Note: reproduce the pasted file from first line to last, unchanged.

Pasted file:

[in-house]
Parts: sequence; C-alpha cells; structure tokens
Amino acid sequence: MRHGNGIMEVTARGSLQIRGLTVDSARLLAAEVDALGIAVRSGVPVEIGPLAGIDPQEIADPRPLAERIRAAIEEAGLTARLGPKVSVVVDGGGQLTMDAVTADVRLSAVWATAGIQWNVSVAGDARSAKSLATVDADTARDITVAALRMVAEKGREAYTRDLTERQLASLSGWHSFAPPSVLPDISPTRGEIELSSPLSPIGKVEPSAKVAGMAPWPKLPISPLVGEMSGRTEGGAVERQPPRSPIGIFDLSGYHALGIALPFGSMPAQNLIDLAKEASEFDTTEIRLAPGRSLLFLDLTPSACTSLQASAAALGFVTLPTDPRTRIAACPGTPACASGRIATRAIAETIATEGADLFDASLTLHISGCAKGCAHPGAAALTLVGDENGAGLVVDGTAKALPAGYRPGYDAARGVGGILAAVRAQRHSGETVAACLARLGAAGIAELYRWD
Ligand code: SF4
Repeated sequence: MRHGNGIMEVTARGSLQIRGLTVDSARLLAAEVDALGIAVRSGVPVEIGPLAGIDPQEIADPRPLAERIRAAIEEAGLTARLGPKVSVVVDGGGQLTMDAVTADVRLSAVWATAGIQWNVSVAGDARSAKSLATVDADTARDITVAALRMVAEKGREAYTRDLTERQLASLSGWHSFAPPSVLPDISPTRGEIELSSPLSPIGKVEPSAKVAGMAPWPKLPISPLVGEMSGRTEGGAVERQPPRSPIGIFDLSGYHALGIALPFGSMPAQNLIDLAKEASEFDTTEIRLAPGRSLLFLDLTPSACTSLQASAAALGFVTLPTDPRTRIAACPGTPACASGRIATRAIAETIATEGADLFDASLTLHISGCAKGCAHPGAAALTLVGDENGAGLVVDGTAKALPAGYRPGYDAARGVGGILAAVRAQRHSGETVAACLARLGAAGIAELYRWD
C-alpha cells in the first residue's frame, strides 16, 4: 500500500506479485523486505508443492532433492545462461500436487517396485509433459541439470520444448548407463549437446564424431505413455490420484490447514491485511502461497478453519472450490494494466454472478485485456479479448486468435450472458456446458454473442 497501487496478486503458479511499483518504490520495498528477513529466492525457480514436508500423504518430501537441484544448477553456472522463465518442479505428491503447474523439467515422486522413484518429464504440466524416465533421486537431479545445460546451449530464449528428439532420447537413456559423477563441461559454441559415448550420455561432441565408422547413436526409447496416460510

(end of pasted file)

[in-house]
Parts: sequence; C-alpha cells; structure tokens
Amino acid sequence: MRHGNGIMEVTARGSLQIRGLTVDSARLLAAEVDALGIAVRSGVPVEIGPLAGIDPQEIADPRPLAERIRAAIEEAGLTARLGPKVSVVVDGGGQLTMDAVTADVRLSAVWATAGIQWNVSVAGDARSAKSLATVDADTARDITVAALRMVAEKGREAYTRDLTERQLASLSGWHSFAPPSVLPDISPTRGEIELSSPLSPIGKVEPSAKVAGMAPWPKLPISPLVGEMSGRTEGGAVERQPPRSPIGIFDLSGYHALGIALPFGSMPAQNLIDLAKEASEFDTTEIRLAPGRSLLFLDLTPSACTSLQASAAALGFVTLPTDPRTRIAACPGTPACASGRIATRAIAETIATEGADLFDASLTLHISGCAKGCAHPGAAALTLVGDENGAGLVVDGTAKALPAGYRPGYDAARGVGGILAAVRAQRHSGETVAACLARLGAAGIAELYRWD
Ligand code: SF4
Repeated sequence: MRHGNGIMEVTARGSLQIRGLTVDSARLLAAEVDALGIAVRSGVPVEIGPLAGIDPQEIADPRPLAERIRAAIEEAGLTARLGPKVSVVVDGGGQLTMDAVTADVRLSAVWATAGIQWNVSVAGDARSAKSLATVDADTARDITVAALRMVAEKGREAYTRDLTERQLASLSGWHSFAPPSVLPDISPTRGEIELSSPLSPIGKVEPSAKVAGMAPWPKLPISPLVGEMSGRTEGGAVERQPPRSPIGIFDLSGYHALGIALPFGSMPAQNLIDLAKEASEFDTTEIRLAPGRSLLFLDLTPSACTSLQASAAALGFVTLPTDPRTRIAACPGTPACASGRIATRAIAETIATEGADLFDASLTLHISGCAKGCAHPGAAALTLVGDENGAGLVVDGTAKALPAGYRPGYDAARGVGGILAAVRAQRHSGETVAACLARLGAAGIAELYRWD
C-alpha cells in the first residue's frame, strides 16, 4: 500500500506479485523486505508443492532433492545462461500436487517396485509433459541439470520444448548407463549437446564424431505413455490420484490447514491485511502461497478453519472450490494494466454472478485485456479479448486468435450472458456446458454473442 497501487496478486503458479511499483518504490520495498528477513529466492525457480514436508500423504518430501537441484544448477553456472522463465518442479505428491503447474523439467515422486522413484518429464504440466524416465533421486537431479545445460546451449530464449528428439532420447537413456559423477563441461559454441559415448550420455561432441565408422547413436526409447496416460510